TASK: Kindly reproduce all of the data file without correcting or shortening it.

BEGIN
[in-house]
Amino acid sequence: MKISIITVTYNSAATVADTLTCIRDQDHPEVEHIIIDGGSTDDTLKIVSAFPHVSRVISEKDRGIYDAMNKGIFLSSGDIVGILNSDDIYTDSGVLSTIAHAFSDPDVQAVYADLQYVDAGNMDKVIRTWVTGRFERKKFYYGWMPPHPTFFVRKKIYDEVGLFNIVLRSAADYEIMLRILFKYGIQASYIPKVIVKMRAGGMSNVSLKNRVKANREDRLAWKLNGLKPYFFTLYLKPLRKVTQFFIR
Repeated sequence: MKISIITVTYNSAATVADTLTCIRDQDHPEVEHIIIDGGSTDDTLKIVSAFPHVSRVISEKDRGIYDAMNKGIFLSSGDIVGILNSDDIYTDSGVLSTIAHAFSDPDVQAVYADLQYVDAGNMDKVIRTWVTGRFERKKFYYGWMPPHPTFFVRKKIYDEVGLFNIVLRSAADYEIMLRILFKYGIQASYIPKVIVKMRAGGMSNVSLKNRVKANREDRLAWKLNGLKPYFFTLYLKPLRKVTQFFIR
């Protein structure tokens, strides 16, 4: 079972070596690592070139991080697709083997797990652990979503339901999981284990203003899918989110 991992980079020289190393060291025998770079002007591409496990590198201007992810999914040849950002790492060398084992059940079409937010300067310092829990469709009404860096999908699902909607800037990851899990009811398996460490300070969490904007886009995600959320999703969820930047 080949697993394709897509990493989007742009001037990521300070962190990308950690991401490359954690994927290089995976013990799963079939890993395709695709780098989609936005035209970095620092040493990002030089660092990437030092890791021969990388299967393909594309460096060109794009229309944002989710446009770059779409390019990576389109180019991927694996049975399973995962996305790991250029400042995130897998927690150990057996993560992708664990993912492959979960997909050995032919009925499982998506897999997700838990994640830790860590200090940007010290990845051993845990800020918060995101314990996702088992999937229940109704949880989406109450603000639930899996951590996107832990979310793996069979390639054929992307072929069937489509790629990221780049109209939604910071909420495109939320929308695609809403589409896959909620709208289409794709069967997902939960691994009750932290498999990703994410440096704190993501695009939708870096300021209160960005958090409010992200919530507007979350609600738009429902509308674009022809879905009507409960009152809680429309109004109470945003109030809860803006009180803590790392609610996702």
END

[in-house]
Amino acid sequence: MKISIITVTYNSAATVADTLTCIRDQDHPEVEHIIIDGGSTDDTLKIVSAFPHVSRVISEKDRGIYDAMNKGIFLSSGDIVGILNSDDIYTDSGVLSTIAHAFSDPDVQAVYADLQYVDAGNMDKVIRTWVTGRFERKKFYYGWMPPHPTFFVRKKIYDEVGLFNIVLRSAADYEIMLRILFKYGIQASYIPKVIVKMRAGGMSNVSLKNRVKANREDRLAWKLNGLKPYFFTLYLKPLRKVTQFFIR
Repeated sequence: MKISIITVTYNSAATVADTLTCIRDQDHPEVEHIIIDGGSTDDTLKIVSAFPHVSRVISEKDRGIYDAMNKGIFLSSGDIVGILNSDDIYTDSGVLSTIAHAFSDPDVQAVYADLQYVDAGNMDKVIRTWVTGRFERKKFYYGWMPPHPTFFVRKKIYDEVGLFNIVLRSAADYEIMLRILFKYGIQASYIPKVIVKMRAGGMSNVSLKNRVKANREDRLAWKLNGLKPYFFTLYLKPLRKVTQFFIR
């Protein structure tokens, strides 16, 4: 079972070596690592070139991080697709083997797990652990979503339901999981284990203003899918989110 991992980079020289190393060291025998770079002007591409496990590198201007992810999914040849950002790492060398084992059940079409937010300067310092829990469709009404860096999908699902909607800037990851899990009811398996460490300070969490904007886009995600959320999703969820930047 080949697993394709897509990493989007742009001037990521300070962190990308950690991401490359954690994927290089995976013990799963079939890993395709695709780098989609936005035209970095620092040493990002030089660092990437030092890791021969990388299967393909594309460096060109794009229309944002989710446009770059779409390019990576389109180019991927694996049975399973995962996305790991250029400042995130897998927690150990057996993560992708664990993912492959979960997909050995032919009925499982998506897999997700838990994640830790860590200090940007010290990845051993845990800020918060995101314990996702088992999937229940109704949880989406109450603000639930899996951590996107832990979310793996069979390639054929992307072929069937489509790629990221780049109209939604910071909420495109939320929308695609809403589409896959909620709208289409794709069967997902939960691994009750932290498999990703994410440096704190993501695009939708870096300021209160960005958090409010992200919530507007979350609600738009429902509308674009022809879905009507409960009152809680429309109004109470945003109030809860803006009180803590790392609610996702």